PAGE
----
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Research Papers

# Heat Loss Through the Glabrous Skin Surfaces of Heavily Insulated, Heat-Stressed Individuals

[+] Author and Article Information
D. A. Grahn1

Department of Biology, Stanford University, Stanford, CA 94305dagrahn@stanford.edu

J. L. Dillon

Department of Civil and Mechanical Engineering, United States Military Academy, West Point, NY 10996

H. C. Heller

Department of Biology, Stanford University, Stanford, CA 94305

1

Corresponding author.

J Biomech Eng 131(7), 071005 (Jun 29, 2009) (7 pages) doi:10.1115/1.3156812 History: Received November 17, 2008; Revised May 06, 2009; Published June 29, 2009

## Abstract

Insulation reduces heat exchange between a body and the environment. Glabrous (nonhairy) skin surfaces (palms of the hands, soles of the feet, face, and ears) constitute a small percentage of total body surface area but contain specialized vascular structures that facilitate heat loss. We have previously reported that cooling the glabrous skin surfaces is effective in alleviating heat stress and that the application of local subatmospheric pressure enhances the effect. In this paper, we compare the effects of cooling multiple glabrous skin surfaces with and without vacuum on thermal recovery in heavily insulated heat-stressed individuals. Esophageal temperatures $(Tes)$ and heart rates were monitored throughout the trials. Water loss was determined from pre- and post-trial nude weights. Treadmill exercise (5.6 km/h, 9–16% slope, and 25–45 min duration) in a hot environment ($41.5°C$, 20–30% relative humidity) while wearing insulating pants and jackets was used to induce heat stress $(Tes≥39°C)$. For postexercise recovery, the subjects donned additional insulation (a balaclava, winter gloves, and impermeable boot covers) and rested in the hot environment for 60 min. Postexercise cooling treatments included control (no cooling) or the application of a $10°C$ closed water circulating system to (a) the hand(s) with or without application of a local subatmospheric pressure, (b) the face, (c) the feet, or (d) multiple glabrous skin regions. Following exercise induction of heat stress in heavily insulated subjects, the rate of recovery of $Tes$ was $0.4±0.2°C/h(n=12)$, but with application of cooling to one hand, the rate was $0.8±0.3°C/h(n=12)$, and with one hand cooling with subatmospheric pressure, the rate was $1.0±0.2°C/h(n=12)$. Cooling alone yielded two responses, one resembling that of cooling with subatmospheric pressure $(n=8)$ and one resembling that of no cooling $(n=4)$. The effect of treating multiple surfaces was additive (no cooling, $ΔTes=−0.4±0.2°C$; one hand, $−0.9±0.3°C$; face, $−1.0±0.3°C$; two hands, $−1.3±0.1°C$; two feet, $−1.3±0.3°C$; and face, feet, and hands, $−1.6±0.2°C$). Cooling treatments had a similar effect on water loss and final resting heart rate. In heat-stressed resting subjects, cooling the glabrous skin regions was effective in lowering $Tes$. Under this protocol, the application of local subatmospheric pressure did not significantly increase heat transfer per se but, presumably, increased the likelihood of an effect.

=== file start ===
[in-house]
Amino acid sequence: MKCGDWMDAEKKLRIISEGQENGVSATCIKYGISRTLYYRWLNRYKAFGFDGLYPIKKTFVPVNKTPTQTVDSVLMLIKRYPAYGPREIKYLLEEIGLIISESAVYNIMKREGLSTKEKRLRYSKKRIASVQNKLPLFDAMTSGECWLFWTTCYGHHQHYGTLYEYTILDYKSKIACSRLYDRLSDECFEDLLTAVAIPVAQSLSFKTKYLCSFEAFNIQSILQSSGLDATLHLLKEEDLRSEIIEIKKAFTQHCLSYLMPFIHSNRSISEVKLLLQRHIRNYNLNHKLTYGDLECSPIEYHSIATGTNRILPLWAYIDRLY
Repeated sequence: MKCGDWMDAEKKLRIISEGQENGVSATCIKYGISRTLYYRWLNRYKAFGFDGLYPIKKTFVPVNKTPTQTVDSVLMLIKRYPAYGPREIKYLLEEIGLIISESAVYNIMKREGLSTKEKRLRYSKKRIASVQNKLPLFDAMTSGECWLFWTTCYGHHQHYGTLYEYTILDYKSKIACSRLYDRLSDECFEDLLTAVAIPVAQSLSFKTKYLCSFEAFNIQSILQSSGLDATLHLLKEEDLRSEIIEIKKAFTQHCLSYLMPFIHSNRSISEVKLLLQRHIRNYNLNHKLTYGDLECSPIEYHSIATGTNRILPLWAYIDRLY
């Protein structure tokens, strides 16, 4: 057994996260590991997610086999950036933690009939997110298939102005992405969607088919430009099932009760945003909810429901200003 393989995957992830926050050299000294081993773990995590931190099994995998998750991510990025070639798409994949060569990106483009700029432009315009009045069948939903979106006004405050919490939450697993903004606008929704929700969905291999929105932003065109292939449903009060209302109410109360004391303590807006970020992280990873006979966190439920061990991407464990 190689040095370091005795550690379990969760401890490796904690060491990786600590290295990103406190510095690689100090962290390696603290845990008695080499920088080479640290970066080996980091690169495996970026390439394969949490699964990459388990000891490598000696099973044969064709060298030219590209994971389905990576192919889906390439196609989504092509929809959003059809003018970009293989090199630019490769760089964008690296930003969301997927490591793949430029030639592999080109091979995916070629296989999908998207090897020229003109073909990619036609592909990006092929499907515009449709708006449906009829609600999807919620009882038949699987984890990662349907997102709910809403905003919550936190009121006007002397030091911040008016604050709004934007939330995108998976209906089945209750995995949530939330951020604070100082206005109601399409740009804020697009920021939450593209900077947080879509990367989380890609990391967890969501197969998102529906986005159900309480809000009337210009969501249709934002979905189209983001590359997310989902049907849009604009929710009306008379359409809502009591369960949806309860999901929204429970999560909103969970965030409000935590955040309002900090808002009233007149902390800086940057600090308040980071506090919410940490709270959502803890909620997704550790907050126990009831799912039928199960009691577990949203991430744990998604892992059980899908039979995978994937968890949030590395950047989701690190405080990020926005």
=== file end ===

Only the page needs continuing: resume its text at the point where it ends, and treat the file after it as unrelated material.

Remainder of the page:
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Copyright © 2009 by American Society of Mechanical Engineers
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## Figures

Figure 1

Photographs of the experimental setup and experimental devices. Left panel: a subject clad in MOPP gear, balaclava, winter glove, and boot covers, and one hand in the experimental heat transfer device during postexercise rest in the experimental chamber (Tes=41°C). Right panel: two hands placed in the experimental devices (see Sec. 2 for description of devices). The external neoprene insulation covering the experimental device had been removed for the photograph to better display the details of the device.

Figure 2

Tes versus time during recovery after exercise in thermally stressful conditions. Treatments: control (no cooling), heat extraction from one hand, and heat extraction from two hands (n=17). Heat extraction entailed the combined application of a heat sink to the glabrous skin of the hand and subatmospheric pressure to the entire hand (mean±SD). t-test results: (a) control versus one hand, p<0.001; (b) one hand versus two hands, p<0.005.

Figure 3

Tes versus time during recovery after exercise in thermally stressful conditions; the effect of cooling one hand, with or without application of subatmospheric pressure. Left: group results n=12. Right: cooling only (no pressure differential) group data sorted according to effect and compared with the complete data set for one hand cooling with a pressure differential and no cooling. In eight subjects the response to cooling-alone resembled the response to cooling with subatmospheric pressure. In four subjects, the response to cooling-alone resembled the no treatment response.

Figure 4

Tes versus time during recovery after exercise in thermally stressful conditions; the effect of cooling the various combinations of glabrous skin regions (n=8, mean±SD). FFH: foot, face, and hand cooling.

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